Pressure mounted Friday on U.S. Senate candidate Roy Moore of Alabama to drop out of the race amid growing Republican angst over potential damage to the party after a woman accused him of molesting her when she was 14.
GOP senators began pulling their endorsements of Moore as it became more apparent that his Democratic rival, Doug Jones, could now win a Senate seat in one of America’s most reliably Republican states.
Moore appeared to weaken his standing in a radio interview when he did not deny dating teenage girls when he was in his 30s.
In Alabama, voters were torn between loyalty to the widely admired religious-right firebrand and unease over the new molestation allegations that undercut Moore’s conservative image.
The turmoil made for awkward lunch-hour conversation. At Niki’s West, a popular Southern-style buffet joint in downtown Birmingham, potential voters said the last thing anyone wanted to talk about on this crisp fall day was “all that sex stuff,” as one man put it, referring to allegations in the Washington Post that Moore had a sexual encounter with the 14-year-old girl when he was 32.
But another diner, Gil Franks, an Alabama state prison worker, conceded that the disturbing report had him rethinking whether he could vote Republican, as he usually does, in the Dec. 12 special election pitting Moore against Democrat Doug Jones.
“I think we need some morality and ethics in politics,” Franks said.
GOP leaders fear that Moore — whose open bigotry had already put them on edge — could actually lose, and it’s unclear whether a write-in candidacy for a GOP replacement would be viable.
Loss of the seat is an ominous prospect for Republicans: The 2-seat GOP majority was already so narrow that the party has been struggling to pass major laws.
Even if he wins, Moore’s tarnished reputation will pose serious challenges for the national party.
Mitt Romney said Friday that he believed Leigh Corfman, the woman who told the Post that Moore initiated a sexual encounter with her in 1979, when she was 14.
“Innocent until proven guilty is for criminal convictions, not elections,” Romney said on Twitter, calling Corfman’s account “too serious to ignore.”
Moore, who denies ever meeting Corfman, remained defiant Friday, but his latest comments on the matter might have weakened his standing within the party.
In a radio interview Friday with Sean Hannity, Moore did not deny dating teenagers when he was in his early 30s, but said: “I don’t remember dating any girl without the permission of her mother.”
The Post reported that in addition to Corfman, Moore pursued three other women between 16 and 18 years old when he was in his 30s.
Moore admitted he knew two of the women quoted in the Post, but denied any inappropriate contact. He described one of them as a “good girl.”
“I don’t remember specific dates,” he said.
“After my return from the military,” he added, “I dated a lot of young ladies.”
After the radio interview, Republican Sens. Mike Lee of Utah and Steve Daines of Montana yanked their endorsements of Moore.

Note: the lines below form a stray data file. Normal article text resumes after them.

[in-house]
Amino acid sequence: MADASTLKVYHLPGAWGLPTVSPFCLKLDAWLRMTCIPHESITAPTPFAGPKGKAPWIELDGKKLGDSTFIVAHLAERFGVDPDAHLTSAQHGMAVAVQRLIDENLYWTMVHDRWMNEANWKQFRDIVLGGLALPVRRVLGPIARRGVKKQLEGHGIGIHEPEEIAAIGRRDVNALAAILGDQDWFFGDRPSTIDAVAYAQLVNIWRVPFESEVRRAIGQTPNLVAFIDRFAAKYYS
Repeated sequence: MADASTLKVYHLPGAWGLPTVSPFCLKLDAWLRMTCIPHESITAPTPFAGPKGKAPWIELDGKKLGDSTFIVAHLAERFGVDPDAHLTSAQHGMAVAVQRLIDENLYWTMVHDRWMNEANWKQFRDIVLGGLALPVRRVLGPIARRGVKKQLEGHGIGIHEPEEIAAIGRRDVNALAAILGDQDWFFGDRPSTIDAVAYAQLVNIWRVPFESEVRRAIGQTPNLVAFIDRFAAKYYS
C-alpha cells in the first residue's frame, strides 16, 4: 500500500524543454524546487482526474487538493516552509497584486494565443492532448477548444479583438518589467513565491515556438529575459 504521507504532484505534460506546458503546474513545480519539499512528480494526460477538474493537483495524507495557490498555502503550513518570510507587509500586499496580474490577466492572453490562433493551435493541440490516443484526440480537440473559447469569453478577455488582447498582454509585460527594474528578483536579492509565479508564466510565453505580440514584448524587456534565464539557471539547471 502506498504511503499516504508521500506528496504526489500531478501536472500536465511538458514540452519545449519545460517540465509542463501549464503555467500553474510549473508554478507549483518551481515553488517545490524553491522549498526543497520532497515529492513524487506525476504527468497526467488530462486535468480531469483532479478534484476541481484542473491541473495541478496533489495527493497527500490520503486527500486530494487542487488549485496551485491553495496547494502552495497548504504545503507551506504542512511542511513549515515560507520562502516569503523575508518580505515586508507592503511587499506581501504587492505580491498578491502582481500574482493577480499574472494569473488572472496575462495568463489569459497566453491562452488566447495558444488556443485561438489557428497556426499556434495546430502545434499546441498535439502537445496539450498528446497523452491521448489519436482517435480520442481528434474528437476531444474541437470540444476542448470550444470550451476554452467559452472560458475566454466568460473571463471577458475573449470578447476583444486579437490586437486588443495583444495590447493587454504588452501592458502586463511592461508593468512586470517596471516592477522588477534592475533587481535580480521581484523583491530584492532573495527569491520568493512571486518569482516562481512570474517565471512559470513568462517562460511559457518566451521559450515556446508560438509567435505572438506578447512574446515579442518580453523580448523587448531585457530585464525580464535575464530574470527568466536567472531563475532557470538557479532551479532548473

Having read the detailed description of the incidents, as well as the response from Judge Moore and his campaign, I can no longer endorse his candidacy for the US Senate.— Mike Lee (@SenMikeLee) November 10, 2017
Senate GOP leader Mitch McConnell and most other top Republicans agreed that Moore should step aside, but only if there were convincing evidence that the accusations were true.
Moore’s strongest supporters, conservatives and Christians who powered his primary victory against the GOP’s establishment candidate, Sen. Luther Strange, are standing by him.
The former chief judge of the Alabama Supreme Court, Moore holds folk-hero-like stature in the state for defying the U.S. Supreme Court ruling that legalized gay marriage and, earlier, ignoring another court order to take down a Ten Commandment monument at a courthouse. One refusal cost him his job, and though voters reelected him, he was later forced to step aside.
Before the molestation charge emerged, Jones, Moore’s Democratic rival, was widely seen as a long shot for the Senate seat vacated by Jeff Sessions, now the U.S. attorney general.
Jones is the prosecutor who won convictions — decades after the crime — against Ku Klux Klan members who killed four girls in the bombing of Birmingham’s 16th Street Baptist Church in 1963 as the Civil Rights movement was gaining force.
But Democrats have not won a Senate seat here for more than 20 years. Jones’ path to victory hinged not just on turning out Democrats, but on peeling away Republicans. He needs to attract moderate and business-minded Republicans, who view Moore’s cultural appeals to the right wing as too extreme. Stephen K. Bannon, a former chief strategist to President Trump, is one of Moore’s top sponsors.
Ed Rogers, a Washington lobbyist from Alabama who was a White House aide under Presidents Reagan and George H.W. Bush, said Jones was “not a frightening figure” and now appears to hold an edge over Moore.
“It could happen: Alabama could elect a Democrat to the Senate,” Rogers said.
At Niki’s West, Nathan Pennington, who said he’s a Republican but “a Christian first,” had just finished lunch with his father. He said he wanted to learn more about Jones before making up his mind.
Franks, the prison worker, was hoping a third candidate might emerge.
“We got to get back to people doing the right thing,” he said.
Times staff writers Mascaro and Finnegan reported from Birmingham and Los Angeles, respectively.
5:05 p.m.: This story has been updated with information on Moore’s radio interview and new details from Washington.
This article was originally published at 12:40 p.m.